Church of Scientology Opposes Kate's Law

Discussion in 'News and Current Events' started by CommunicatorIC, Jul 13, 2016.

  1. Church of Scientology Opposes Kate's Law.

    [NOTE: Kates Law is named for Kate Steinle. Steinle was shot and killed by an undocumented alien. The alien had been deported five times but returned to the US.]


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    The ACLU opposes Kate’s Law because it will create a five-year mandatory minimum prison sentence for those who illegally reenter the country after removal.

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    Below is the Letter from above link and also found at:

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    July 6, 2016

    The Honorable Mitch McConnell
    U.S. Senate
    317 Russell Senate Office Building
    Washington, DC 20510

    The Honorable Harry Reid
    U.S. Senate
    522 Hart Senate Office Building
    Washington, DC 20510

    The Honorable Charles Grassley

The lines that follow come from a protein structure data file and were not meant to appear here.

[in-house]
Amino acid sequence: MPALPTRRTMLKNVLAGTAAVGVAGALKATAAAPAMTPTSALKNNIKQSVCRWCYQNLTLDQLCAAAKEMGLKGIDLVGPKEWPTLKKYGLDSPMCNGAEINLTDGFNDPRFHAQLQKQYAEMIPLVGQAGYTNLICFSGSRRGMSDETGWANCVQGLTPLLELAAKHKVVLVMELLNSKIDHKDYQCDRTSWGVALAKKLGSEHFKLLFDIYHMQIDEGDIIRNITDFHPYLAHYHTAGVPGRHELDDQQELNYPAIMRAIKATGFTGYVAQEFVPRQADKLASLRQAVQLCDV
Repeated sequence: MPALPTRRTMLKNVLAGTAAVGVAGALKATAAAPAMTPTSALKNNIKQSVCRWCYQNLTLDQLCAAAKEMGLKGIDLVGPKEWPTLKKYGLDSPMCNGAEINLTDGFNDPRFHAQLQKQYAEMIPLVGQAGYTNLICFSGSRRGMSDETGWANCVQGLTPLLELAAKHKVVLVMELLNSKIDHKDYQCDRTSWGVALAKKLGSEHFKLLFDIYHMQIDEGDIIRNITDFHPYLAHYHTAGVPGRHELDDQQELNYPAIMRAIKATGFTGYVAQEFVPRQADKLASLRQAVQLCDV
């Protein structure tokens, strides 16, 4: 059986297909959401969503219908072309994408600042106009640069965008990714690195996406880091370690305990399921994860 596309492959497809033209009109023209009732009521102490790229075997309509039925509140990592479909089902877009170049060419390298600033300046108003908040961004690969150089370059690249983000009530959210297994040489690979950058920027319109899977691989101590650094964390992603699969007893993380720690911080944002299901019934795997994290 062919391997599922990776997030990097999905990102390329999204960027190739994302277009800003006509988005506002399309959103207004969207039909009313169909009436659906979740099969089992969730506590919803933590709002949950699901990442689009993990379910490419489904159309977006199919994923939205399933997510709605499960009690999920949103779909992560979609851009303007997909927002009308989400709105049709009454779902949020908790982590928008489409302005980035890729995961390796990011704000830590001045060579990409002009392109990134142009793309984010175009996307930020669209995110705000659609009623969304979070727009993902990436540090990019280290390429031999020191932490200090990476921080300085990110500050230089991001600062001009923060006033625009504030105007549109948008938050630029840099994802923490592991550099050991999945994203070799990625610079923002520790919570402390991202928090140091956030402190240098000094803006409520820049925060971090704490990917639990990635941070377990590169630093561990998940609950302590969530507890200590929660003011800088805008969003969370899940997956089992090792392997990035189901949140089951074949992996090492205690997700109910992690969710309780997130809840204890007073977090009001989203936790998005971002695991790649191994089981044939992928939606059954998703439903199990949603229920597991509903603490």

U.S. Senate
    135 Hart Senate Office Building
    Washington, DC 20510

    The Honorable Patrick Leahy
    U.S. Senate
    437 Russell Senate Office Building
    Washington, DC 20510

    RE: S. 2193, Kate’s Law

    Dear Leader McConnell, Minority Leader Reid, Chairman Grassley,and Ranking Member Leahy:

    The undersigned organizations working to reform the criminal justice system respectfully write to express our opposition to S. 2193, known as “Kate’s Law,” which has been scheduled for a floor vote this week. We oppose Kate’s Law because it will produce unjust results, waste billions of taxpayer dollars, fail to fix America’s flawed immigration system, and endanger public safety. This year in Congress and in states across the nation, there has been unprecedented bipartisan support for and action to repealor reform mandatory minimum sentencing laws. States as varied as Oklahoma, Maryland, Florida, and Iowa have reduced or eliminated mandatory minimum sentencesthis year. Multiple bipartisan bills introduced in both Houses of Congress would scale back federal mandatory minimum sentences,increase fairness, reduce costs, and focus limited Justice Department dollars where they are needed most. We applaud your leadership on sentencing reform.